This song has little to do with the actual post, but it sets the mood.
Press play and read.
My favorite 6-year-old! He's cute AND British.
I sat there across the table from her. Staring at the black stained wood. Wondering why I had decided to do this.
"You're in Germany right now for a reason, Taylor. You're supposed to be here," she said. I smiled. I couldn't decide if I believed her or or not. "I know it, and I hope you know it, too."
I retained very little memory from that first day in Germany. I was so jetlagged and culture shocked to really grasp anything going on around me. But that moment lingers. And during my 76 days in Germany, I've tried to discover that reason why I'm supposed to be here.
I remember feeling multiple promptings to apply for this internship back in September. I ignored most of them, thinking I didn't have the money to live abroad for three months, nor the desire to leave my friends, an awesome job, my truck, a boy that I had a really, really big crush on, my country, a really great apartment, and everything I knew behind. But I caved. I couldn't escape the thought that I needed to give this thing a try. So off I went!
Application. Tense three-week waiting period. Acceptance. Super tense 4-month waiting period, full of uncertainty, excitement, doubt and anxiety. Arrival.
I couldn't help but think I had made the biggest mistake of my life when I first got here. Where had that hopeful, adventurous feeling of "Germany sounds like fun!!" gone? But now, 76 days later, I can't help but wonder why I ever doubted this place. Why I ever thought I couldn't do this. Why I was so scared of this experience. And, most of all, I've continually wondered about why I'm supposed to be here.
And I came to the conclusion that I'm supposed to be in Germany for people.
To meet people. To watch people. To learn from people. To get to know people. To see a very wide variety of people. To connect with people. To work with people. To watch people grow. To be a part of other people's lives. To let people in.
I'm here for people.
Today I said goodbye to one of my friends leaving on a mission in a few days. And it was really, really hard. Full disclosure: I cried. And I got to thinking about how in the world I managed to get so close to somebody in just two and a half months. How I could be so sad about leaving Germany in a few weeks because this place has become a part of me. How I managed to come to love a country that I still find really strange.
It's because of people.
When I first got to Germany, all I could see were the differences. In people, places, culture. Everything. I would sit across from people on trains and just think, "There is so much more than a language barrier that separates us." None of my friends know what a rodeo is. I tried explaining the American dream to somebody (a German) and they just laughed at me. I told people I drove a truck and they looked at me like I was some sort of mutant swamp creature. At the end of the day, I just felt really lonely and isolated.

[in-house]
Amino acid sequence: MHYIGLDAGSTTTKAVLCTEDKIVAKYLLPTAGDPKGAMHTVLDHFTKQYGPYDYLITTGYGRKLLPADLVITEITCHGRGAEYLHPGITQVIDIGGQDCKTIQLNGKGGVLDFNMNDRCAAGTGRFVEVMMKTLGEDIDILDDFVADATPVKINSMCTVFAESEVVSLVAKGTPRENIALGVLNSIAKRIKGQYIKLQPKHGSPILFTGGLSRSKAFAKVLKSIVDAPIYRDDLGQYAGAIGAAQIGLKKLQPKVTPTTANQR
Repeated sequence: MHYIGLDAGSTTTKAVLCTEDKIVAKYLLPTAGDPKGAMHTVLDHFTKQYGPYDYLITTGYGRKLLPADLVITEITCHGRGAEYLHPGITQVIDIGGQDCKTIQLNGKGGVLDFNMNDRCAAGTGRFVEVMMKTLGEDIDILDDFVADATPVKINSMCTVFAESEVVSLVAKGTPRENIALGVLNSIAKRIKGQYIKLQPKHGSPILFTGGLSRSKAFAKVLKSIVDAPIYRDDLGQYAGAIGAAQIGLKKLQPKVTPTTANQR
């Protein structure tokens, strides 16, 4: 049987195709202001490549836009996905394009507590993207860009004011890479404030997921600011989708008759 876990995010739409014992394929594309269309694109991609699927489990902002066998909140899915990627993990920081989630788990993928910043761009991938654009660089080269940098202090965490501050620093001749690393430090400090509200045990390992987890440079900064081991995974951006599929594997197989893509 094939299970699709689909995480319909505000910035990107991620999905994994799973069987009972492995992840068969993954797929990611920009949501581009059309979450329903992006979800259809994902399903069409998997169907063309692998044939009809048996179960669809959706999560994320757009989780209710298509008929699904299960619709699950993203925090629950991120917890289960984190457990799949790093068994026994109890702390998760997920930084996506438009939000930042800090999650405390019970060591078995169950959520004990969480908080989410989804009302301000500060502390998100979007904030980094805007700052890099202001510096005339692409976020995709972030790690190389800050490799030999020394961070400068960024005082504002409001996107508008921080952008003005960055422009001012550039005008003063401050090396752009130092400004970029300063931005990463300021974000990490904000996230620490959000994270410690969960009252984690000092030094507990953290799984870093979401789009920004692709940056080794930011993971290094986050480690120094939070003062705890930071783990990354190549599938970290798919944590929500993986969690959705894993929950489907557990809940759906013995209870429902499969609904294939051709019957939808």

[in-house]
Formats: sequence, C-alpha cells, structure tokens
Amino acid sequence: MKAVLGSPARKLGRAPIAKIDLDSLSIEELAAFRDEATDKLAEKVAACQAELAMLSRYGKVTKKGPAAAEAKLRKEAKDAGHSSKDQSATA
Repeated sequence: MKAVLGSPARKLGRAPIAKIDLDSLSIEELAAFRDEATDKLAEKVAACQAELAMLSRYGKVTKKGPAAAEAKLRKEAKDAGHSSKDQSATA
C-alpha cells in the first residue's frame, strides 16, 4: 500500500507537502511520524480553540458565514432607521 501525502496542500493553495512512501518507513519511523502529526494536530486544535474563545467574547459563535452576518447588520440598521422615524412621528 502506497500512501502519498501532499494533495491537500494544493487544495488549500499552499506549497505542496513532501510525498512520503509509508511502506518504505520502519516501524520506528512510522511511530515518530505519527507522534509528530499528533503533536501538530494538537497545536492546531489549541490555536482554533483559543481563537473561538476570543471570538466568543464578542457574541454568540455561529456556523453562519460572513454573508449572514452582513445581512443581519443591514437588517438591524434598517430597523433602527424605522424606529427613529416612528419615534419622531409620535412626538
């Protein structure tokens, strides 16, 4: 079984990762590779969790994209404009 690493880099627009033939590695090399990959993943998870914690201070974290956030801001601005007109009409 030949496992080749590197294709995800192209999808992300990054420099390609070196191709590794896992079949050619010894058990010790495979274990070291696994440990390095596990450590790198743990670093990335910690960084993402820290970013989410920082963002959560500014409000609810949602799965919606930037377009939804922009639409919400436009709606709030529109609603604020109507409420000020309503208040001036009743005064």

Fast forward 76 days.
I was sitting on the train this morning and realized: we're all in this together. I looked at the young Turkish girl across the aisle from me, at the old lady a few seats away, at a businessman dressed to the T. And I realized that even though we have very little in common, we all want the same things out of life. More or less.
We all want to find happiness. We all need safety and security. We all long for love and acceptance. We all strive for success.
And even though our ways of going about these things are different, at the end of the day, we're all just trying to get through this crazy thing we call life. (Or "leben" in German!) None of us were given a road map to get through all the trials and struggles. All the ups and downs. All the pain and heartache. But we're all doing our best to get through it. And that's all that matters, right?
Once I started realizing this, things in Germany got ten times better. Happier. More fulfilling. And I'd be willing to bet the same would hold true anywhere in the world. So stop judging people. Stop dismissing people before you've learned anything about them. Take down those walls and let people in. Whether they be German, British, half Welsh, American, Chinese, or anything in between, people will amaze you. They will astonish you, they will uplift you and they will be there for you. But you'll never know that if you don't take a chance on people.
I took a chance on people and I'm a better, happier person because of it.
Try it sometime.
I took a chance on this kid and now I consider him one of my BEST friends! He's going to CRUSH IT in the Alpine German Speaking Mission!!